The corporate governance reforms to which the company agreed include, among other things, that six members of the company’s board will not stand for re-election in 2022; that a special committee of the board will initiate “a review process of the current executive team”; that the board will oversee the company’s lobbying and political activities; that a committee of independent directors will oversee the implementation and third-party audits of the Board-approved action plans; that the company will implement enhanced disclosure to shareholders of political and lobbying activities; and that the company will align financial incentives for senior executives with proactive compliance with legal and ethical obligations.


The Settlement Term Sheet specifies that “within twenty (20) business days of entry of an order preliminarily approving the Settlement, Defendants shall cause their insurers to pay $180,000,000 … into an escrow account.” The settlement amount, less costs and attorneys’ fees, will be paid to the company within ten days of the settlement’s effective date (as that term is defined in the term sheet).



As I noted at the outset, this settlement is one of the largest shareholder derivative lawsuit settlements ever, as reflected on the list I have been maintaining on this site of the largest derivative settlements (here). Depending on which settlements you count, and how you value certain of the nominally larger settlements, this settlement appears to be at least the seventh largest derivative settlement. Since at least one of the nominally larger settlements was not approved by the court, the FirstEnergy settlement arguably is at least the sixth largest derivative settlement.


One thing that is striking about the list of largest derivative settlements is how many of the largest settlements happened in just the last few years. This fact is in a sense not surprising because the settlement of shareholder derivative suits through payment of large cash amounts is relatively recent phenomenon. There used to be a time, not that long ago actually, when settlement of derivative suits involved an agreement to adopt corporate therapeutics and agreement to pay the plaintiffs’ attorneys’ fees. It has only been the last few years that it has become commonplace for derivative suit settlements to also involve large cash payments. As this settlement itself demonstrates, these settlements can be massive, large even by the scale of securities class action lawsuit settlements.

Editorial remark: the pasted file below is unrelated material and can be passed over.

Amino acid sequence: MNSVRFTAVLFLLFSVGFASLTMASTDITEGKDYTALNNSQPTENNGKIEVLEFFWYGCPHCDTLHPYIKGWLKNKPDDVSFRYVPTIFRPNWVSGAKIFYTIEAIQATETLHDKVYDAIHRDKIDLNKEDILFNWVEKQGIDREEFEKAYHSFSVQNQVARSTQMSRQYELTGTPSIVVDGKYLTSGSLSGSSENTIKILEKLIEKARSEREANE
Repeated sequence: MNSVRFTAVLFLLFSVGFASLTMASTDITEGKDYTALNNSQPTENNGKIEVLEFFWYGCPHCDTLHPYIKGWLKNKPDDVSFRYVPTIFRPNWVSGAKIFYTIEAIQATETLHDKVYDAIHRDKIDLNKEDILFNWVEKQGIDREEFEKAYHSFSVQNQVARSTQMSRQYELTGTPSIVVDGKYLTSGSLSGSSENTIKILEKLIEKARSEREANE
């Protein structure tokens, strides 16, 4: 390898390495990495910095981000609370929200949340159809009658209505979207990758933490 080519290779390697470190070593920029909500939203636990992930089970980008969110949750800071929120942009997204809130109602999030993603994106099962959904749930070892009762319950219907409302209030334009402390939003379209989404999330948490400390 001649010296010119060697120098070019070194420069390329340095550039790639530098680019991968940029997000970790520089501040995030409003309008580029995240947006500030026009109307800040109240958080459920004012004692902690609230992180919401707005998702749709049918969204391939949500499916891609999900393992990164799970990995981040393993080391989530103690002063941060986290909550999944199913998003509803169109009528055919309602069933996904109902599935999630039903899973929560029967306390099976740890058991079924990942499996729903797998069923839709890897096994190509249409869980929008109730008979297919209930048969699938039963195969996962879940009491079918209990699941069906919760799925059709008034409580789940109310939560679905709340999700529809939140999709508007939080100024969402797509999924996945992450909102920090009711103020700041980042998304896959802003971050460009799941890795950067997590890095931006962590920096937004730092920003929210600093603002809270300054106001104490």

One very interesting characteristic of these settlements is not just that they are large, but that frequently they are funded entirely by D&O insurers. That was not only the case in connection with this settlement, but, to pick another recent example, the recent $237.5 million Boeing 737 Max Crash derivative settlement (discussed here) was also funded entirely by insurance. These settlements represent a massive new source of claim severity for D&O insurers. These increasingly frequent jumbo derivative settlements also represent a significant exposure in particular for Excess Side A insurers.


In addition to all of my other reactions to the news of this settlement, I also have a range of reactions to this settlement (and to the underlying circumstances) as a resident of and voter in the state of Ohio. The underlying bribery and corruption allegations represent only one of several sets of recent circumstances that have made Ohio look like a third-world country. Trust me, you don’t want me to get started on this topic.